To believe that Paul Ryan’s plan to eliminate Medicare and replace it with a voucher system is anything but a disaster waiting to happen, you have to imagine that it’s possible to run a functional individual market in health insurance for seniors. This is obvious fantasy. The health insurance market for non-retirees kinda sorta works because health insurance comes bundled with employment. That limits the extent of “adverse selection”: healthy people opting out of insurance. But it obviously won’t work for retirees.
The health care costs faced by older people are not only higher, but much more variable, than those faced by younger people. So even ignoring the fact that under the Ryan plan people who retire after low-wage careers would wind up spending about 2/3 of their retirement income on Medicare-equivalent health insurance – and that’s before we even get to the stuff Medicare doesn’t cover – the proposal is simply incoherent.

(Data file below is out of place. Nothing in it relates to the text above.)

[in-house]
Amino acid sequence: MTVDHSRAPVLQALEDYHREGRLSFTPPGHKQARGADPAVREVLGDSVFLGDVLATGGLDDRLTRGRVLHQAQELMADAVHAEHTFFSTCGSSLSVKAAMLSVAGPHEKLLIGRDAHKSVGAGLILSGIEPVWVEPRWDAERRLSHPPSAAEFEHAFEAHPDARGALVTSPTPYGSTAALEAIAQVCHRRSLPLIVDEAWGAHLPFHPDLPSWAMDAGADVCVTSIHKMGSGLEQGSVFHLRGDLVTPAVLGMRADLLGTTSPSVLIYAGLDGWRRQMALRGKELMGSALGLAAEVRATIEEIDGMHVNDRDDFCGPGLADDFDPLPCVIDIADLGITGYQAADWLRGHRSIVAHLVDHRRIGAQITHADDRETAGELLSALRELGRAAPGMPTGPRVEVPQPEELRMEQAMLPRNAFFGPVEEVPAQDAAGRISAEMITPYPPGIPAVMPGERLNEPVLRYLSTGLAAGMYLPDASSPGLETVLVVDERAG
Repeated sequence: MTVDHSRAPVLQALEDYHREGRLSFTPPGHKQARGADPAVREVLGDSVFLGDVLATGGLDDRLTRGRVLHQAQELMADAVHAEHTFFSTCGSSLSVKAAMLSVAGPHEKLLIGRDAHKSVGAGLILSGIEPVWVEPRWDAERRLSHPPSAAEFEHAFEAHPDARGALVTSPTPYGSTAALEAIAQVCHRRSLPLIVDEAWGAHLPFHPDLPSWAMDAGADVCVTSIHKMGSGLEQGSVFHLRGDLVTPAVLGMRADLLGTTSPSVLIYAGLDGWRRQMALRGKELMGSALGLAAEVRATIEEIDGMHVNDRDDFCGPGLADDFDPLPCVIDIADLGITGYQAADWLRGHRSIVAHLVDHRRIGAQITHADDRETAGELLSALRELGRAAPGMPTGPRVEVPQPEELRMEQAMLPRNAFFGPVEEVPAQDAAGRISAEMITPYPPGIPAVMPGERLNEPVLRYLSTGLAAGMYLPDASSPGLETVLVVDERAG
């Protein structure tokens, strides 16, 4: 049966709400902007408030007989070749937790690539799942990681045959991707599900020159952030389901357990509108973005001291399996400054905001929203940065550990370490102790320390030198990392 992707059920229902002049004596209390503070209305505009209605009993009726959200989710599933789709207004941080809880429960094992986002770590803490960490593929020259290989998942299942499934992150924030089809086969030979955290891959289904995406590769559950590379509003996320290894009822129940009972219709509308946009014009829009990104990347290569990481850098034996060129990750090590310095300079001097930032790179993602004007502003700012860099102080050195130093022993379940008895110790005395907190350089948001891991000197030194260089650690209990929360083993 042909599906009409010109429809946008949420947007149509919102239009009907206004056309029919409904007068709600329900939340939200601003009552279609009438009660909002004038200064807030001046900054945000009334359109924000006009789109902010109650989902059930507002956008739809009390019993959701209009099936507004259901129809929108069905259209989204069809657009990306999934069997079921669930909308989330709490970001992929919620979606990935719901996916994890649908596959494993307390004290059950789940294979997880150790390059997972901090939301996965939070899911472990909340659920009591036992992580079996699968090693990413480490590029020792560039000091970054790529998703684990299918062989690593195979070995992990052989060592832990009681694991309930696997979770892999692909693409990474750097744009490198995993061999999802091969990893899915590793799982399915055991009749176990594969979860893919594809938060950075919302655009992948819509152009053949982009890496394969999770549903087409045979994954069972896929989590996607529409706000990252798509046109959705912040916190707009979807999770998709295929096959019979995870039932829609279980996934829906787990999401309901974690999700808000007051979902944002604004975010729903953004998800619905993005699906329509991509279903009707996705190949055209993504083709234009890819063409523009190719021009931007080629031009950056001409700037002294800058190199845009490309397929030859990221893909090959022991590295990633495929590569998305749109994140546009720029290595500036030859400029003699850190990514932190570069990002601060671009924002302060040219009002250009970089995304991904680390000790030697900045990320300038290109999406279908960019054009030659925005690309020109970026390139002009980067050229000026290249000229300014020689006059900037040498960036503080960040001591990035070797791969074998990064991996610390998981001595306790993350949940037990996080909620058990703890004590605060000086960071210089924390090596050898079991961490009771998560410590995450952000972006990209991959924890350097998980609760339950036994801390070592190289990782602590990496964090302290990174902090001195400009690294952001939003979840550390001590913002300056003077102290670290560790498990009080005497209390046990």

If the Obamacare principles of guaranteed issue, community rating, and full coverage for pre-existing conditions apply, the only rational strategy for non-rich seniors will be to “go naked” until they get expensively sick and then buy insurance. If they don’t apply, then sick elders won’t be able to get any health insurance at all.
“Intellectually serious”? Not in this space-time continuum.